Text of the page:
Involve advanced and intensive exegesis, in collaboration with the professor, of a classical author or subject, with particular emphasis on the independent research of the student in the form of reports and papers. One or more seminars will be offered each semester, either in literary or in non-literary fields. Two seminars are required.
At least two courses must be taken outside the student’s primary area of interest. These can be courses in other departments or cross-listed with other departments (i.e., History, Linguistics, History of Art), or courses in ancillary disciplines within the Department (i.e., papyrology, Roman law).
SIGHT-READING EXAMS in Greek and Latin are administered at entrance; these tests are diagnostic, to alert the Department and the student to weaknesses in command of the languages.
MODERN LANGUAGE EXAMS (French/Italian and German) are offered twice each year. Students must take one each year until both are passed.
GREEK AND ROMAN HISTORY EXAMINATIONS are to be taken at the beginning of the second year of study. These are written examinations of four hours which require general competency in the larger movements of history (for further information).
QUALIFYING EXAMINATIONS in the translation of Greek and Latin must be passed not later than the end of the second year. The Department expects a holder of the Ph.D. in Classical Studies to have read a considerable amount of Greek and Roman literature in the original language, whether in high school, college, or graduate school. The special reading courses taken in the first year are particularly designed to help the student make progress toward completing the Ph.D reading list that forms the basis for these examinations.
PRELIMINARY EXAMINATIONS are to be taken after all course work is completed and the student is ready to begin work on the dissertation. After successful completion of the preliminary examinations, formal admission to candidacy for the degree is granted.
There are three categories of preliminary examination:
1. The Latin/Greek examinations test the student on authors/periods/genres. The examination often takes the form of a discussion of three or four questions or topics agreen upon by the student and advisor in advance of the exam.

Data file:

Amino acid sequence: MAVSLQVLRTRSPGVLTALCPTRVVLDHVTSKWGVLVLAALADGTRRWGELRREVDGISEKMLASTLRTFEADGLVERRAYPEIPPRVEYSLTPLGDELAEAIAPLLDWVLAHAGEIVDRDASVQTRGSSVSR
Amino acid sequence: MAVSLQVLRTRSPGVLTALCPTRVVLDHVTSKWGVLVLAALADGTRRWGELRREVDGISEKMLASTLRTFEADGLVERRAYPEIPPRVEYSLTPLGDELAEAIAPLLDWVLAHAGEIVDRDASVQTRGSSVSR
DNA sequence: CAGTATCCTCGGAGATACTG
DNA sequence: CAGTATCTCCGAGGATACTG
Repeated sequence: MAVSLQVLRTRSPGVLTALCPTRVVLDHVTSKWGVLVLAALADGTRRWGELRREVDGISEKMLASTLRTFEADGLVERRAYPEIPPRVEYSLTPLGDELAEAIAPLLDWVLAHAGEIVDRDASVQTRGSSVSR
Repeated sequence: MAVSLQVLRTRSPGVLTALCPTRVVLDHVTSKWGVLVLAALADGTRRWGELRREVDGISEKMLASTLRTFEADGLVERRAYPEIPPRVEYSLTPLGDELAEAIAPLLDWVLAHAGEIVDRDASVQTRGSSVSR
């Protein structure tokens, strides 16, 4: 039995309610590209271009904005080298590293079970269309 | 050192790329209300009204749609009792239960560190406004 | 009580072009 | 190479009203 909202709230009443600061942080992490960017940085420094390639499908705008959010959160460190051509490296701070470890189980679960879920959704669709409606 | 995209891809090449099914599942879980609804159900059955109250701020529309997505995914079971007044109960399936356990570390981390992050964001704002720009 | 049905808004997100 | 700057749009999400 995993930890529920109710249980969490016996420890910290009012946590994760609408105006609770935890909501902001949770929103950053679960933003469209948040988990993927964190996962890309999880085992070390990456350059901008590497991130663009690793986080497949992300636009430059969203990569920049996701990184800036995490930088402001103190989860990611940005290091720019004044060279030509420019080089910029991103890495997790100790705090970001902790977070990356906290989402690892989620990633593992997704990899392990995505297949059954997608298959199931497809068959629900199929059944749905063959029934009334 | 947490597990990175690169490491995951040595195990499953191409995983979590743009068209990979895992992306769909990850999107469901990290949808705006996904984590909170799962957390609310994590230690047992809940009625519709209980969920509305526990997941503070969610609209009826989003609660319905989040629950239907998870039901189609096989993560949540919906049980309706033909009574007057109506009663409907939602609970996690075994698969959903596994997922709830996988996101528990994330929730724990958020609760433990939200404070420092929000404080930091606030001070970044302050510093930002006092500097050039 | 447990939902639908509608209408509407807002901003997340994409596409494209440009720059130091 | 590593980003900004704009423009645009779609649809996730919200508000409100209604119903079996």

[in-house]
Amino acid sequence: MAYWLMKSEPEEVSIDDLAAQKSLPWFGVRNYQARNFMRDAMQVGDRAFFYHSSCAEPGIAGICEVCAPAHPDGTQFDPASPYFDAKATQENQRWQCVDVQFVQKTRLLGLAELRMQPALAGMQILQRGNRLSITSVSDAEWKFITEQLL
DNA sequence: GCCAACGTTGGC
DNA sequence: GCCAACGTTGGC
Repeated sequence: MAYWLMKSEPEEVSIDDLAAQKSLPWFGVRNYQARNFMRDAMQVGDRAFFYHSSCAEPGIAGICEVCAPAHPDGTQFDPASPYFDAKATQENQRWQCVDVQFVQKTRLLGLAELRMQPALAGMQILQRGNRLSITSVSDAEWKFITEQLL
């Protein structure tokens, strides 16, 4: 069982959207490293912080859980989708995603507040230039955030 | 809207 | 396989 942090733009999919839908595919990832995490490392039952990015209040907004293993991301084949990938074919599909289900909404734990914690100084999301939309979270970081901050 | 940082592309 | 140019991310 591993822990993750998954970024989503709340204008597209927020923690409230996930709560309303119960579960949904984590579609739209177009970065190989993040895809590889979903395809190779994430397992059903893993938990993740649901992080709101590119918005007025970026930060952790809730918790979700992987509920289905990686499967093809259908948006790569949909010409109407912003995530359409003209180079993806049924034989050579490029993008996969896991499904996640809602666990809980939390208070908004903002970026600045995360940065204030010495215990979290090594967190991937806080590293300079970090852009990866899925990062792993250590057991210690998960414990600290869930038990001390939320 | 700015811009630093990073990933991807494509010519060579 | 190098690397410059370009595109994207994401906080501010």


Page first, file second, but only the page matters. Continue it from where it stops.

2. The topic of the special field examination is typically chosen by the student from areas pertinent to classics: archaeology, metrics, history, philosophy, papyrology, religion, linguistics, numismatics, epigraphy, law, Medieval Latin, or literary theory. By agreement of the student and the examiner, this requirement is fulfilled by either a written or oral examination, or by a substantial research paper
3. Greek and Roman literature: The grades in the three required survey courses in the history of the literatures are used to fulfill this requirement. The lowest grade considered to be passing in a graduate course or examination is B–.
DISSERTATION DEFENSE. Having achieved candidacy for the degree, the student undertakes a dissertation under the supervision of an advisor and a committee. The usual time required for its completion is one to two years. The final oral examination is on the dissertation and related topics.
The Department offers five year support packages to incoming graduate students, providing full tuition and a stipend in the first year, with equivalent support from a combination of fellowship and graduate student instructorships in subsequent years. Qualified students will be nominated for Rackham Merit Fellowships, which also guarantee a five-year support package. These also provide a stipend plus full tuition in the first year, and equivalent support from a combination of fellowship and graduate student instructorships in subsequent years. Healthcare is included, and summer support is available.
Ordinarily, first year Ph.D. students are not expected to hold graduate student instructorships, but this is a common form of support in subsequent years. Indeed, at least two terms of work experience, in the form of a graduate student instructorship, are required for the Ph.D. A typical pattern of support would be a fellowship in the first year, graduate student instructorships during the second and third years, and part fellowship, part graduate student instructorships in the fourth and fifth years when the student is writing the dissertation.